4 Rotten Eggs That May Be Hidden in Your Credit Report


Image source: Getty Images

Is your credit file full of rotten eggs? Finding them might not be as fun as an Easter egg hunt, but it can pay off big – and we’ll help you find them. Image source: Getty Images.

If you’re a parent, then you’ve probably hidden colorful, candy-filled eggs for your kids this Easter (or maybe you’re going the old-school way of hard-boiling and dying your eggs). An Easter egg hunt is a fun tradition on this fabulous Sunday holiday – but of course you want all the eggs to be filled with a sweet surprise.

While Easter surprises can be a lot of fun, surprises on your credit report are another story, especially if your report contains some of the following rotten eggs.

1. Surprisingly high credit card balances

Every child learns the lesson at least once that gorging on sweets and chocolate bunnies leads to stomach aches. (Right? I wasn’t the only one?)

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Well, gorging on credit and building up a high balance is also bad. This could hurt your credit utilization rate, which is the percentage of your available credit that you’ve used. If you want a high credit score, you need to keep it below 30%.

If you keep this ratio low and diligently pay off your card each month, it may shock you to find that your credit report shows a high balance anyway. This can happen if your credit issuer hasn’t yet reported your new balance, which they only do once a month.

If you charge $5,000 of household expenses to your card each month and pay the bill on the 11th, but your creditor declares your $5,000 balance on the 9th, it will still look like you owe a lot. The only way to avoid this is to pay off the balance before the date your creditor shows up. Your lender can tell you the date of their report if you ask, or you can try making payments on different days and find the best day by trial and error.

2. Installment loans disguised as revolving loans

When you got that motorcycle loan or borrowed for your living room couch, you probably thought the debt would be reported as an installment loan that you pay off on a fixed schedule. Unfortunately, it’s common for motorcycle loans, scooter loans, and store-financed purchases to be reported as revolving unsecured debt – similar to credit card debt.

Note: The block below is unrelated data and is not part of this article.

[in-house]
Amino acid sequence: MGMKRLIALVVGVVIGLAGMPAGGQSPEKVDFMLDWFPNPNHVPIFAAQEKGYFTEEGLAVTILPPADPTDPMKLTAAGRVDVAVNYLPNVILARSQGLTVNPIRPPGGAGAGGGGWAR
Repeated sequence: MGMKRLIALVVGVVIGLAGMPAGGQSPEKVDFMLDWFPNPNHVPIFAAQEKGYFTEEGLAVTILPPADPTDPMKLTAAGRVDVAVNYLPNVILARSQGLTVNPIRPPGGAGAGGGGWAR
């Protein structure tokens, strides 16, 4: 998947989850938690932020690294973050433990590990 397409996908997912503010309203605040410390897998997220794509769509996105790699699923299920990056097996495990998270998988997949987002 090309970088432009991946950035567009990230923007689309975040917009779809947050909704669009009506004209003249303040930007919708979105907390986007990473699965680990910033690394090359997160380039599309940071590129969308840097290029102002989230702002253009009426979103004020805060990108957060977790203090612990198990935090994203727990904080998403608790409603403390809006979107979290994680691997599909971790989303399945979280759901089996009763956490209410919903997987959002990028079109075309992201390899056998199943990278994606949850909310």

This can have unexpected negative effects, such as making your credit utilization rate very high at the start of the repayment period. If you find that your loan is reported this way, your best option may be to pay off the balance as soon as possible or take out a new personal loan to pay off existing debt.

When you pay off that debt with a new personal loan that correctly shows up as an installment loan, you not only solve your usage problem, but you also get a new type of debt on your credit report. This can lead to a boost in your credit score because just like you want more than one type of candy in your Easter basket, lenders like to see that you can be responsible for all types of loans.

3. Difficult requests you didn’t expect

You probably know that when you apply for a loan or a credit card, you get a serious investigation into your credit report. But you might be surprised to find that there have been inquiries from unexpected sources, such as car rental companies, cable TV or cell phone providers, or utility companies.

Unfortunately, having too many inquiries on your credit report is just as bad as having too many black or white candies in the bag (who eats those flavors anyway?). When you have a bunch of inquiries in a short period of time, your credit score takes a hit, as multiple credit inquiries can suggest that you’re close to paying off more debt than you can handle.

It is often possible to avoid these difficult questions if you ask. Your utility company may be willing to let you make a cash deposit instead of a credit check, or you can put your rental car on a credit card so the agency can block your card instead. to check your credit. It is especially important to avoid unnecessary inquiries if you will soon be taking out a large loan, such as a mortgage.

4. Unexpected unpaid accounts

Did you know that rabbits have excellent memories? This must be how the Easter Bunny knows every child’s favorite candy. Unfortunately, even the best of us humans can forget things, like unreturned library books or unpaid bills.

Even small charges, such as unpaid fines or parking tickets, can end up showing up on your credit report as arrears if turned over to a collection agency. And a payment default can cause serious damage to your credit. If you end up with an unpaid account that you didn’t know existed, call the company you owe and ask if they’ll remove the negative information from your credit history, as long as you pay what’s owed.

And to avoid this problem in the future, set yourself reminders on your cell phone calendar.

Uproot rotten eggs from your credit report

You don’t want your credit score to stink, so it’s imperative that you check your credit report regularly and root out the rotten eggs. You can view each credit bureau’s report once a year for free at AnnualCreditReport.com.

While it’s not as fun as an Easter egg hunt, the rewards you get will be far greater. With better credit, your loans will cost less, and you can invest some of that extra money into buying even more Peeps and chocolate next year – and maybe reach bigger financial goals too!

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